J Curtice and D Firth
Exit Polling in a cold climate: The BBC/ITV experience in Britain in 2005
Final version published online 3 Sept 2007. Accepted in July 2007 for reading at RSS Ordinary Meeting on 17 Oct 2007, and for subsequent publication (with discussion) in J. Roy. Statist. Soc. A. (link)
Abstract: Conducting an exit poll to forecast the outcome of a national election in terms of both votes and seats is particularly difficult in Britain. No official information is available on how individual polling stations voted in the past; use of single member plurality means that there is no consistent relationship between votes and seats; electors can choose to vote by post; and most of those who vote in person do so late in the day. In addition, around one in every six intended exitpoll respondents refuses to participate. Methods developed to overcome these problems, and their use in the successful 2005 BBC/ITV exit poll, are described and evaluated. The methodology included: a panel design to allow the estimation of electoral change at local level; coherent multiple regression modelling of multiparty electoral change to capture systematic patterns of variation; probabilistic prediction of constituency winners in order to account for uncertainty in projected constituency level vote shares; collection of information about the voting intentions of postal voters before polling day; and access to interviewer guesses on the voting behaviour of refusals. The coverage and accuracy of the exit poll data are critically examined, the impact of key aspects of the statistical modelling of the data is assessed, and some general lessons are drawn for the design and analysis of electoral exit polls.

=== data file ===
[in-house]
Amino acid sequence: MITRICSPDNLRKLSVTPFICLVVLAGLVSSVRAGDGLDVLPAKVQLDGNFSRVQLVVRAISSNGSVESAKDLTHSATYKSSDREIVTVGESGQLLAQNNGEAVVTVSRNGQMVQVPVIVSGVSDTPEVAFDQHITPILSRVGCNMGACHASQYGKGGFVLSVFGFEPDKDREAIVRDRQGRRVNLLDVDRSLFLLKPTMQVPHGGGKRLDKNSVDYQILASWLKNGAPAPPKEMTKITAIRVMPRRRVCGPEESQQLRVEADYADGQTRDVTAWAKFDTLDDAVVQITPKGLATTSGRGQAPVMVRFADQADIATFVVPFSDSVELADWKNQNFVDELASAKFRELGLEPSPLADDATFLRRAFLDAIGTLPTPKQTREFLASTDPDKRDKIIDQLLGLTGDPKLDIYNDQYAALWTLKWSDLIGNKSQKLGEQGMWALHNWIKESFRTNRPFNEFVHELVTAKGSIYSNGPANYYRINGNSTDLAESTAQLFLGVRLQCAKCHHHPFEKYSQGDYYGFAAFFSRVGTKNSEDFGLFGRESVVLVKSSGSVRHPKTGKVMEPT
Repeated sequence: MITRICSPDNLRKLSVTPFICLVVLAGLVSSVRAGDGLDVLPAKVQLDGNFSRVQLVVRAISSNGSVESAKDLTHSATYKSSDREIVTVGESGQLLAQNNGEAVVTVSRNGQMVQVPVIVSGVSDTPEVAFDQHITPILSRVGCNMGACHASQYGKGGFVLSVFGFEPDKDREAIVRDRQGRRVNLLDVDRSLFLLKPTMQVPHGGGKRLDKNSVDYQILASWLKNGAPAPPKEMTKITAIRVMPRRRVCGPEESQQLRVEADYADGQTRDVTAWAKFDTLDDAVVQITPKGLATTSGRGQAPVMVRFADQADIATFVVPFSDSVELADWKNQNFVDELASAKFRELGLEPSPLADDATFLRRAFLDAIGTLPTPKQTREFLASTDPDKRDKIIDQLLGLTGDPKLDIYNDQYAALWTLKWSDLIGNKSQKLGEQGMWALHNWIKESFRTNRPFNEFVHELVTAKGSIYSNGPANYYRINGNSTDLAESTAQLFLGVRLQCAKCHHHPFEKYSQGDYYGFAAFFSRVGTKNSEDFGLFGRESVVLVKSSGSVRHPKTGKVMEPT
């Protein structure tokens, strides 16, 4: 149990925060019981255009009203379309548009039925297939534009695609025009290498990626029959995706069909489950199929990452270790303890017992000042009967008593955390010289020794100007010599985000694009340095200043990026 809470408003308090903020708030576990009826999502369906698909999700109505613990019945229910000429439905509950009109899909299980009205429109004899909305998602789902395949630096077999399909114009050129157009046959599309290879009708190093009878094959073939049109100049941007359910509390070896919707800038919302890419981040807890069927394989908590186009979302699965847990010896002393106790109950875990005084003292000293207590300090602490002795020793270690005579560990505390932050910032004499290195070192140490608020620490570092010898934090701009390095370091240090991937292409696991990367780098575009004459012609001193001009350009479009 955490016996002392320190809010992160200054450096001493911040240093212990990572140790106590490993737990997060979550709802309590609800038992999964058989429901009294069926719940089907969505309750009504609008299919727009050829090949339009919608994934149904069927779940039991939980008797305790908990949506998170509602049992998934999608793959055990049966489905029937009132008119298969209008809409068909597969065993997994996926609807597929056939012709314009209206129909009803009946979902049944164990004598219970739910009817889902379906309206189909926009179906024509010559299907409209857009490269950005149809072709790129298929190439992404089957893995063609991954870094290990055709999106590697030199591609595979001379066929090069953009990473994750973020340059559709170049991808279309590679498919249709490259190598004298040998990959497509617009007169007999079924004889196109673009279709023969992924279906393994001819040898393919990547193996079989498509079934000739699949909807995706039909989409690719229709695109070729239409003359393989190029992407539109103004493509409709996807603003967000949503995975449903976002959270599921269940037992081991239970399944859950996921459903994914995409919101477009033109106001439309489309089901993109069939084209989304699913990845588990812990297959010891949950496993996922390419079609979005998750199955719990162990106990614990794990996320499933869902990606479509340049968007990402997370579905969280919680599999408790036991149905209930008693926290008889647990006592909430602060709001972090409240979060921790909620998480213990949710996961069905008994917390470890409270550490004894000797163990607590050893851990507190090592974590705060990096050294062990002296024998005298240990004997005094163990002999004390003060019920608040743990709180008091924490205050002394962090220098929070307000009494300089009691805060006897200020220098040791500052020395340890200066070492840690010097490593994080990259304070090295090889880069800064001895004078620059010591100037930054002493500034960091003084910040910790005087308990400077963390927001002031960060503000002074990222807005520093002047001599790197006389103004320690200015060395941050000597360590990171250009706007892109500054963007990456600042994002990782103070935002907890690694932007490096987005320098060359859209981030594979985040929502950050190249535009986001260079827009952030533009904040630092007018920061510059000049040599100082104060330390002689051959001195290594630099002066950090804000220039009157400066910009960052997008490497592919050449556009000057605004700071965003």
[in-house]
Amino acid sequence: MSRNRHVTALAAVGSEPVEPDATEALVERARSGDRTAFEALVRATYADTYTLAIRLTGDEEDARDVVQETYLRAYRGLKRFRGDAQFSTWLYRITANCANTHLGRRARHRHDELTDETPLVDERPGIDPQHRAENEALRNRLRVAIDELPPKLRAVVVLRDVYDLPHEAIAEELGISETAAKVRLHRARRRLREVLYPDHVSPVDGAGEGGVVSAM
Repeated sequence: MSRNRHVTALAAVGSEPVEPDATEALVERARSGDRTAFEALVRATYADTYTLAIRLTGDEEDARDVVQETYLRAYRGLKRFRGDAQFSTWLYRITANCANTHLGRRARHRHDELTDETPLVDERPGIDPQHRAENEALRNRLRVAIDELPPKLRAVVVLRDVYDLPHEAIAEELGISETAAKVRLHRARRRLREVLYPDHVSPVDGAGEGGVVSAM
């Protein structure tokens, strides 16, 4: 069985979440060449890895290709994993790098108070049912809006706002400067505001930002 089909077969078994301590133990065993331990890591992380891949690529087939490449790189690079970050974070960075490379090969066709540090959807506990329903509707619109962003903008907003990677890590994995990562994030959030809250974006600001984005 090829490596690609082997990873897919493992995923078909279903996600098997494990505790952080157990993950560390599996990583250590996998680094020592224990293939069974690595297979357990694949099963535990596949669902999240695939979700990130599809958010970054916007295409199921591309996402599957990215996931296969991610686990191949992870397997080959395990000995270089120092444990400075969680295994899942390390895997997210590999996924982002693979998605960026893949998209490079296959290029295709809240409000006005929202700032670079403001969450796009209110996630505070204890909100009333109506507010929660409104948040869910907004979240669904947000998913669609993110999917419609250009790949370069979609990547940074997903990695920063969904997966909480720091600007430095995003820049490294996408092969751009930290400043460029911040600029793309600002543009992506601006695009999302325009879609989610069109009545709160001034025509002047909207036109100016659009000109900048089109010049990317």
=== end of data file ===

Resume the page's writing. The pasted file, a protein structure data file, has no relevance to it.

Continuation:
Keywords: general election, exit poll, forecasting, postal voting, probability calibration, Steed swing, swingometer, ternary diagram